— James Wallace (@jmswallace) June 16, 2014
Posted onJune 16, 2014
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The Guardian. 2014. Do the new anonymous social media apps encourage us to overshare?. The Guardian. 7 June 2014. [Online] Available at:http://www.theguardian.com/technology/2014/jun/07/anonymous-social-media-apps-encourage-overshare [Accessed: 10 June 2014]
Having just read The History of Sexuality: Volume 1 I was struck by the way in which Foucault talks about the way that people in the nineteenth century were compelled to talk about sexuality as a way to contribute to discourse on the body. It’s interesting that, it seems to me, with social media there is no longer a need to compel people to talk, they seem desperate to contribute and define themselves through their discourse.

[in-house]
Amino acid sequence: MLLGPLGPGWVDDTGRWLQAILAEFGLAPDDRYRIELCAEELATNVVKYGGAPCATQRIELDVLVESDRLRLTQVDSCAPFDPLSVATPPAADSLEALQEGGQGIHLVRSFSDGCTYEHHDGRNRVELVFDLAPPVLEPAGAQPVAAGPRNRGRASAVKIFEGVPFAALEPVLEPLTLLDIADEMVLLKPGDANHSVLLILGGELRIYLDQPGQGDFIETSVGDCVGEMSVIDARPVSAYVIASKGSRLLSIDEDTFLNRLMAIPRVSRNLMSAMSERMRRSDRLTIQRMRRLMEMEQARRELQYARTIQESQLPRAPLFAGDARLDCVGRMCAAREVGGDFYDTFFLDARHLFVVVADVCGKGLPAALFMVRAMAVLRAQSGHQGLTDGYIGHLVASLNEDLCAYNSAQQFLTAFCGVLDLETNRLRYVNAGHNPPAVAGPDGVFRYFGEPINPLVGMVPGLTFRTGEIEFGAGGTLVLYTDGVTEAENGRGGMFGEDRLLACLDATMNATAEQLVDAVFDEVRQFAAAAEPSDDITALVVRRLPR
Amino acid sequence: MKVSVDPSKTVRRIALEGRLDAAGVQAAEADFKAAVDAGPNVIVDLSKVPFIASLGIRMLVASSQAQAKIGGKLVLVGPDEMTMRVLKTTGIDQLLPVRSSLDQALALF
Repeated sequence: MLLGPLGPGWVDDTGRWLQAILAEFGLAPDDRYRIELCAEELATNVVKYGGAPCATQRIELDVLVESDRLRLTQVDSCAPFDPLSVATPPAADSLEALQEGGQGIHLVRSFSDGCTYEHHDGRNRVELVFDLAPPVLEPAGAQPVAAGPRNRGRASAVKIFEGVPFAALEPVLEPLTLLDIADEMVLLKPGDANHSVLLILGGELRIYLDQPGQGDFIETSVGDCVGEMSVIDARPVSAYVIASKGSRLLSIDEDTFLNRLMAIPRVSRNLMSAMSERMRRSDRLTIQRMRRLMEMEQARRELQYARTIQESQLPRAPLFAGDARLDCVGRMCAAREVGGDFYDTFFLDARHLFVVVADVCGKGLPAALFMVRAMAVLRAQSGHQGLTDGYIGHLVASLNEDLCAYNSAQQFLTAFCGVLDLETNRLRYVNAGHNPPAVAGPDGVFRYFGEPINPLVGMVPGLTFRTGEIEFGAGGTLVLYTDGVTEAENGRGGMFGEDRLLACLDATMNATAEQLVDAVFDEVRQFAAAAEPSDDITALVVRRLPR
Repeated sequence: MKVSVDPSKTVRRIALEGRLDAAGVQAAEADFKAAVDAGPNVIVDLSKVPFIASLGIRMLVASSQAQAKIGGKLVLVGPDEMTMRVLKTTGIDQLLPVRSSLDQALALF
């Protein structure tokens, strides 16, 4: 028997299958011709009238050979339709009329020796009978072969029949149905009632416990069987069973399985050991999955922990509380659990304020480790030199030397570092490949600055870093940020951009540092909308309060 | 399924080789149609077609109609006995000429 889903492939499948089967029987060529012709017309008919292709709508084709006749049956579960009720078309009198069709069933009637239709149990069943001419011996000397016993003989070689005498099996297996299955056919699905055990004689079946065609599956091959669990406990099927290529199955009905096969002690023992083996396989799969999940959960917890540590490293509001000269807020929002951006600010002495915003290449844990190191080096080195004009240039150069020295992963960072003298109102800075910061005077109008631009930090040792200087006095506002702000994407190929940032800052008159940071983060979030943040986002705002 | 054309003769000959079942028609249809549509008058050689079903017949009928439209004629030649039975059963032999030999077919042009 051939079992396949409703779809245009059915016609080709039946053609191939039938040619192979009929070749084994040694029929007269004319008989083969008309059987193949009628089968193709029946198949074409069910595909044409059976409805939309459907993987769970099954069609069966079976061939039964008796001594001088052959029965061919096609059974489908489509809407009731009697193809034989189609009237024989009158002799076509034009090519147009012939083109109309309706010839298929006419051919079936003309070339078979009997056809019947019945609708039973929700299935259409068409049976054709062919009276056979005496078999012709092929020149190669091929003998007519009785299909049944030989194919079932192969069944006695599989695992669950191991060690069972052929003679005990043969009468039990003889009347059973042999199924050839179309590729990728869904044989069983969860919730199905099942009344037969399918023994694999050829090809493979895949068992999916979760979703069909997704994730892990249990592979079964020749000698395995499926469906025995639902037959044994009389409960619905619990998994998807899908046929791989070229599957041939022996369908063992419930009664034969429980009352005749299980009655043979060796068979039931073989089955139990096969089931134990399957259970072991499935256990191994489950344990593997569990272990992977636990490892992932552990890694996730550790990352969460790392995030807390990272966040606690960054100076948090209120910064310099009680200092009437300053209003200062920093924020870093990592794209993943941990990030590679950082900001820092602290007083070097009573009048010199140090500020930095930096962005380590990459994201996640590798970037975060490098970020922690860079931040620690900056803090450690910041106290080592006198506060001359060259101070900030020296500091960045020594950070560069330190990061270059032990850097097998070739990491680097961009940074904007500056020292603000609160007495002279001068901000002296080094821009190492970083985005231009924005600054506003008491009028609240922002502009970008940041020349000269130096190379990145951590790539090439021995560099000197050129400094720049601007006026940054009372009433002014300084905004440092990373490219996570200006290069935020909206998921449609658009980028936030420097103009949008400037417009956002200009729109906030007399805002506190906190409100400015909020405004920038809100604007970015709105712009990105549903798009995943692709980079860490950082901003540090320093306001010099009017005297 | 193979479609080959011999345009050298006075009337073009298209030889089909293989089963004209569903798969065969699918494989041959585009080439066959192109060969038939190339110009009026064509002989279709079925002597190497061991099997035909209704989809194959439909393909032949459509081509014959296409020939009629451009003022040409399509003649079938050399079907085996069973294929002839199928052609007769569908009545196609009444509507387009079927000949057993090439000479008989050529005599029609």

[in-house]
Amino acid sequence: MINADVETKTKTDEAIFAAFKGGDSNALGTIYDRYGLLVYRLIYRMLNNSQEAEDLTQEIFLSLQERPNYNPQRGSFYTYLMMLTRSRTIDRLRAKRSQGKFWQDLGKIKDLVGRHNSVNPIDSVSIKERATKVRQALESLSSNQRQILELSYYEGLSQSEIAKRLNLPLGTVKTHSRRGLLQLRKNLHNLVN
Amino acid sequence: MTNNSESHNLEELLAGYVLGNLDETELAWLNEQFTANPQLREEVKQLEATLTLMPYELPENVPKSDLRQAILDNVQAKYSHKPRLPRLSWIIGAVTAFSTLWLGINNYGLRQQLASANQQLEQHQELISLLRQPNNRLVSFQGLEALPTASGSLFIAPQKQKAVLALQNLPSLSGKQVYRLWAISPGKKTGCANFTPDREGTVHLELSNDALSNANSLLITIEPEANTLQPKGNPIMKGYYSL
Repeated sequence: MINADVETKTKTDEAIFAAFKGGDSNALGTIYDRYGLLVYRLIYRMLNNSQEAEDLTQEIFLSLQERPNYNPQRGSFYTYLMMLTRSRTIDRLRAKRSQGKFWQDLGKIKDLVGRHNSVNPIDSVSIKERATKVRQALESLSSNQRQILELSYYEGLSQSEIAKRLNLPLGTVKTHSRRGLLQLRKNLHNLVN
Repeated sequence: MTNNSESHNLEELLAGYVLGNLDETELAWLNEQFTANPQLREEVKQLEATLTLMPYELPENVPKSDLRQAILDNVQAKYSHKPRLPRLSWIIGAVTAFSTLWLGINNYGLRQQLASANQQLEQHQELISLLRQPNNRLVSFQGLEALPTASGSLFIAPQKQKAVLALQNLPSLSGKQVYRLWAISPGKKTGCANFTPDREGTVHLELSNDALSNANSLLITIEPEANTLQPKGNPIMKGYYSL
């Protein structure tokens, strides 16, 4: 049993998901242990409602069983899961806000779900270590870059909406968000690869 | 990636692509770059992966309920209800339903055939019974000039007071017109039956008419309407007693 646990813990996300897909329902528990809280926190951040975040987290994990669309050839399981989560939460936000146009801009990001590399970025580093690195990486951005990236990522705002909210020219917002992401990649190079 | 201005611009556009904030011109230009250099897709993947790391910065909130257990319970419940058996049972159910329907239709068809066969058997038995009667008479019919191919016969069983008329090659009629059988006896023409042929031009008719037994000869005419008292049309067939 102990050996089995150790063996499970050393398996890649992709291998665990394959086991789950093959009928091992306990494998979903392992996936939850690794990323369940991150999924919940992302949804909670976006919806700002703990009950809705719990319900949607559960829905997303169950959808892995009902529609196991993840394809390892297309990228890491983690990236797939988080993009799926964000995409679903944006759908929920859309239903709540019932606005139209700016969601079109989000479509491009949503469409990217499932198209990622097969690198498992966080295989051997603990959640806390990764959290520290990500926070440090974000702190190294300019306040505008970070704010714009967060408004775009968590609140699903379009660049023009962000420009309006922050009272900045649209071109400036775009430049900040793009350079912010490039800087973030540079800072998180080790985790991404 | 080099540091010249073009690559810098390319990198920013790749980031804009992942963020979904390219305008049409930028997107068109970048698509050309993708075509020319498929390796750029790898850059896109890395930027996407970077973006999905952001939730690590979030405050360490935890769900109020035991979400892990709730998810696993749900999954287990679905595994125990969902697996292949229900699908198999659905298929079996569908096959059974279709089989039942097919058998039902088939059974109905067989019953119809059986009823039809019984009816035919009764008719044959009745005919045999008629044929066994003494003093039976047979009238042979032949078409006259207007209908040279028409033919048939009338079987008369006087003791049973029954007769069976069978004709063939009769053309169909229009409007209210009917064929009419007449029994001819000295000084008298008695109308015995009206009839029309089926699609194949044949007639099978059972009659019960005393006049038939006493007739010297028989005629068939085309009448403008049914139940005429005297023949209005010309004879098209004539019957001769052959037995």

“[T]ruth is not by nature free … its production is thoroughly imbued with relations of power. The confession is an example of this.
[The has been] [a]n immense labor to which the West has submitted generations in order to produce … men’s subjection: their constitution as subjects in both sense of the word.”
Foucault, M. 1978. The History of Sexuality – Volume 1: An Introduction. New York: Vintage Books
Cocozza, P. The five-a-day disaster: why the numbers don’t add up. The Guardian. 14 May 2014. [Online] Available at: http://www.theguardian.com/lifeandstyle/2014/may/14/five-a-day-fruit-vegetables-portion-supermarket [Accessed: 6 June 2014]
Five-A-Day as Foucauldian discourse?
Constructed truth used for commercial purposes reinforced by pseudo-scientific discourse.